Richie Feathers, Managing Editor
“This is a call to arms/To live and love and sleep together,” MGMT proclaimed on their debut album Oracular Spectacular. And for a time in 2008, the American psychedelic rock duo seemed capable of reintroducing this festival mainstay to a new crowd.
Making psychedelia accessible and vintage glam contemporary, MGMT quickly became slacker heroes to a demographic riding the high of first generation iPhones. Around the time Lady GaGa started discussing “disco sticks” and before Miley stripped away her Disney counterpart, MGMT blew minds and beckoned to the dance floor with their cannon of exciting pop hits.
“Electric Feel” mixed wiry funk with glam rock for a trip through a neon jungle, while the Grammy-nominated “Kids” built a massive chorus on a pulsing beat and soaring synths.
“Time to Pretend” still remains a flawless gem of pop psychedelia, vocalist Andrew VanWyngarden slyly yearning to live as an indulgent, ill-fated rock star.
Despite the fresh angle of Oracular Spectacular however, its wide success and mainstream notoriety came as a surprise to the duo, which, also including vocalist/keyboardist/guitarist Ben Goldwasser, began as a joke in the freshmen dorms of Wesleyan University.
Fast forward seven years and college grads of the 2015 class are perhaps the final remains of an age group that had a copy of Oracular Spectacular before a profile on Facebook. Now, GaGa’s doing standards and Miley’s doing Miley, and two albums later MGMT have tried their hardest to shed the skin of celebrity.
Congratulations (2010) employed their live band for an unexpected, guitar-driven set of psychedelic surf pop, with a 12-minute number and odes to Dan Treacy and Brian Eno, hardly popular icons of the 21st century. The record also addressed unforeseen pitfalls of reluctant fame on the timeless title track, spiteful reasons for releasing such an abrupt, albeit brave, followup.
The duo’s 2013 self-titled album further distanced them from the mainstream. A nearly impenetrable record of thick psychedelia and disjointed electronics, MGMT supplanted their once-universal appeal with one more specific.
While their disregard for critical and commercial affection is a trademark of some of rock’s most iconic delinquents, it was a shocking move in the modern age.
This, however, makes returning to Oracular Spectacular such an interesting and intensely enjoyable listen.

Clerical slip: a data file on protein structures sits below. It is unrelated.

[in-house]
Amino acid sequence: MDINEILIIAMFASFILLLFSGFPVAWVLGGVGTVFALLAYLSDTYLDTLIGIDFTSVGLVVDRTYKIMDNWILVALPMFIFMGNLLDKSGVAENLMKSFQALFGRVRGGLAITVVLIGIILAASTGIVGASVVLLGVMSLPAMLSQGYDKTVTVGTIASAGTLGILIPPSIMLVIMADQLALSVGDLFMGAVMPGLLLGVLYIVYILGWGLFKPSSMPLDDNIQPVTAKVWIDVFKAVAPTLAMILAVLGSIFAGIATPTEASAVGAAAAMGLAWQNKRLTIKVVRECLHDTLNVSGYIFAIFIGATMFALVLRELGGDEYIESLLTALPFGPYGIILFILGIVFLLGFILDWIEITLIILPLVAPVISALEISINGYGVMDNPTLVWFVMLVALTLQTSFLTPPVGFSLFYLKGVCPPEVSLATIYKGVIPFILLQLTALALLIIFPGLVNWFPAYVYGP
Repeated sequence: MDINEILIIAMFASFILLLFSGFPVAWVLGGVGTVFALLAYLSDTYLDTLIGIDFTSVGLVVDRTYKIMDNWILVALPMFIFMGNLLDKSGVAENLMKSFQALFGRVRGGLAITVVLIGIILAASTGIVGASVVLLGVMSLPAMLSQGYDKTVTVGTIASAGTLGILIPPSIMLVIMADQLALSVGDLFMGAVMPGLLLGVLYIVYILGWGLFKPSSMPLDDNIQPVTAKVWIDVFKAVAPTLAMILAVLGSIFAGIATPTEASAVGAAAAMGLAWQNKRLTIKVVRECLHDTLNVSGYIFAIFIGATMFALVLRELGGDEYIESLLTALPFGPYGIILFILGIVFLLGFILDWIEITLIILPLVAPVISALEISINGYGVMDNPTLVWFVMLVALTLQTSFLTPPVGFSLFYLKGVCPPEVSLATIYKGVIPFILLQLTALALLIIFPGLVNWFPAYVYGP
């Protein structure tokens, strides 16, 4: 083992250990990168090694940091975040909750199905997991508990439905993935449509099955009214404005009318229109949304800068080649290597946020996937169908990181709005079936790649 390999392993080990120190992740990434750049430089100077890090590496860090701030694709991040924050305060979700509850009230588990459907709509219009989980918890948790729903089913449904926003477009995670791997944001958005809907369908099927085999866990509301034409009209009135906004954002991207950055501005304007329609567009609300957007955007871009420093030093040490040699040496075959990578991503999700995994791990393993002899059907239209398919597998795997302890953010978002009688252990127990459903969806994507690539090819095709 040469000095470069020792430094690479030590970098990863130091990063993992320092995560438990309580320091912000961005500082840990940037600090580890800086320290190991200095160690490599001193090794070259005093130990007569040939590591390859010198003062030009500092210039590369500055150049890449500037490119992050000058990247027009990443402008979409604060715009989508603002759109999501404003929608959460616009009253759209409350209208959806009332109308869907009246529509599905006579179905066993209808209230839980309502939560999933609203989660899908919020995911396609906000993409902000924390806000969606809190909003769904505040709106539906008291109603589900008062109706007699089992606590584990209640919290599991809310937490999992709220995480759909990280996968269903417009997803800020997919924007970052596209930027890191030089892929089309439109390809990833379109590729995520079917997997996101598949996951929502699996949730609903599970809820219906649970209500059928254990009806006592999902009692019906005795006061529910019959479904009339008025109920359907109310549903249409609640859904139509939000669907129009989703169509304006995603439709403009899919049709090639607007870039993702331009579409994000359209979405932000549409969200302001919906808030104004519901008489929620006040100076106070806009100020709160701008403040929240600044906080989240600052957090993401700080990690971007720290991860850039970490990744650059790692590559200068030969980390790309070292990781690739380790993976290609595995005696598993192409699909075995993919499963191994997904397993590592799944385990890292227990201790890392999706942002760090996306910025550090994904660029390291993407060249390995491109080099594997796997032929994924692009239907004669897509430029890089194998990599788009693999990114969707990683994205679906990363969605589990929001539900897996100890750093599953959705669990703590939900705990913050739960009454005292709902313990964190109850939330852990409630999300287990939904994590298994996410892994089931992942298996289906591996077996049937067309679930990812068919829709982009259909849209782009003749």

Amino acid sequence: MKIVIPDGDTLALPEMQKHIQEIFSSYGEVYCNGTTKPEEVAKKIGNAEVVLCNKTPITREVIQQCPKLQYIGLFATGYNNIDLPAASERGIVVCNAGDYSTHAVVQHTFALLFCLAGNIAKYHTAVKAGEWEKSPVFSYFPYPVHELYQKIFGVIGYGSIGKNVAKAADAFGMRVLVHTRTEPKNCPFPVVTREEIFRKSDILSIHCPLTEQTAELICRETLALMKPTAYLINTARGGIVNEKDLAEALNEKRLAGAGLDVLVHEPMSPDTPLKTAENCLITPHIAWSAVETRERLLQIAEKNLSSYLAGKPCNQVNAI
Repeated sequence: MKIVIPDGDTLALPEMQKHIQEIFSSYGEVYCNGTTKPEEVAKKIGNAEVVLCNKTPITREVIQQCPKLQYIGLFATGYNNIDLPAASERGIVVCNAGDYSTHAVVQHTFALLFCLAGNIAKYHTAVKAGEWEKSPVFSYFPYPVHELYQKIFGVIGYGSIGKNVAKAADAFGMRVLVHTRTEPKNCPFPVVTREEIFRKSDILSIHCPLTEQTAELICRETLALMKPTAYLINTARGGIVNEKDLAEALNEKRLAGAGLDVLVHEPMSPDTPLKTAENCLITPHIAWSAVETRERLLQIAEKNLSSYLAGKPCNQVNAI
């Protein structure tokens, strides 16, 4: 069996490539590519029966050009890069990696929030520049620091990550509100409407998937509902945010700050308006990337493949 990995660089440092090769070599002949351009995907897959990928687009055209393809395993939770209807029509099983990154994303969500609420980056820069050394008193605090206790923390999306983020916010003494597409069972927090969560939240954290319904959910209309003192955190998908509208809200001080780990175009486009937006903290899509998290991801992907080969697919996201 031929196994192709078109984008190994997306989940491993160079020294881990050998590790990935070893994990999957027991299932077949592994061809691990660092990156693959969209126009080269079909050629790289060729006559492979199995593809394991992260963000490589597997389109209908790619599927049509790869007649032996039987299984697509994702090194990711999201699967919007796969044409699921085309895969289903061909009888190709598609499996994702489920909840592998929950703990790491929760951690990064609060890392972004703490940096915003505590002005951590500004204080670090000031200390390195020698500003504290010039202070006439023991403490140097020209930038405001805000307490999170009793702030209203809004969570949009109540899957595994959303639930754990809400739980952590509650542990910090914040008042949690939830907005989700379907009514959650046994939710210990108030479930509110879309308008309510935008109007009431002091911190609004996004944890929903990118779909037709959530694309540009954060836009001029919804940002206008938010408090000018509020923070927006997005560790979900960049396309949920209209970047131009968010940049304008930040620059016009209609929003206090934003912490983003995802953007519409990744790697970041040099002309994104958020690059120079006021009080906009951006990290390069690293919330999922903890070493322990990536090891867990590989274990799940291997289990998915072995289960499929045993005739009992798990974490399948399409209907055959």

Of course, the hits sound as fresh and rambunctious today as they did in 2008; in particular, “Time to Pretend” still triggers that instant relief from sweaty adolescence and high school monotony. Recalling Ziggy-era David Bowie, “Weekend Wars” sounds set in the early 70s aftermath of the hippies’ faux-revolution, MGMT cast as the aging protagonists stuck in a changing landscape.
Throughout Oracular Spectacular, VanWyngarden and Goldwasser visit the frequented detours of getting older, discussing existentialism, boredom and growing pains with equal parts comfort and intrigue. And on the record’s first half, this blend of insightful lyrics and inescapable pop hooks is unforgettable–so much so that the latter half has since remained overlooked.
Exercising their more experimental muscle showcased in later years, the second half of the debut is a startling departure from the immediacy of the first. Coming after the wild beauty of “Kids,” “4th Dimension Transition” sounds like a lost tune from Syd Barrett’s Pink Floyd, initiating listeners into a different realm of MGMT’s world.
It’s understandable that, when compared to the likes of “Electric Feel” and “The Youth,” “4th Dimension Transition” has found it tough to compete for affection. But hearing Oracular Spectacular uncovers the forgotten diamonds in the not so rough.
Acoustic outlier “Pieces of What” has always stood out for its sparsity and Van Wyngarden’s tortured delivery; yet, listen with an additional seven years of hindsight and it becomes a lovely respite from the album’s pace.
“Of Moons, Birds & Monsters” begins as a groovy pop song before giving way to a sprawling instrumental manifesto, and the dark electronica of “The Handshake” sweeps listeners up to space: “We got the handshake under our tongue.”
Album closer “Future Reflections” brings listeners back to Earth after their ascension to the stars. A luscious wake up call for the new members of MGMT’s tribe, “Future Reflections” begins with an alarm clock urgency, coaxing them onward.
This welcome to abandon youthful struggles is as seductive in 2015 as it was in high school. Although by now Oracular Spectacular is widely considered a 21st century classic – it’s ranked #18 in Rolling Stone’s list of top albums of the 2000s – it hasn’t lost its mystery or its magic.
People are still living, loving and sleeping together, but they have different leaders now. MGMT’s debut however, will always remain a pivotal entry in opening up the spirits and minds of those who open their ears.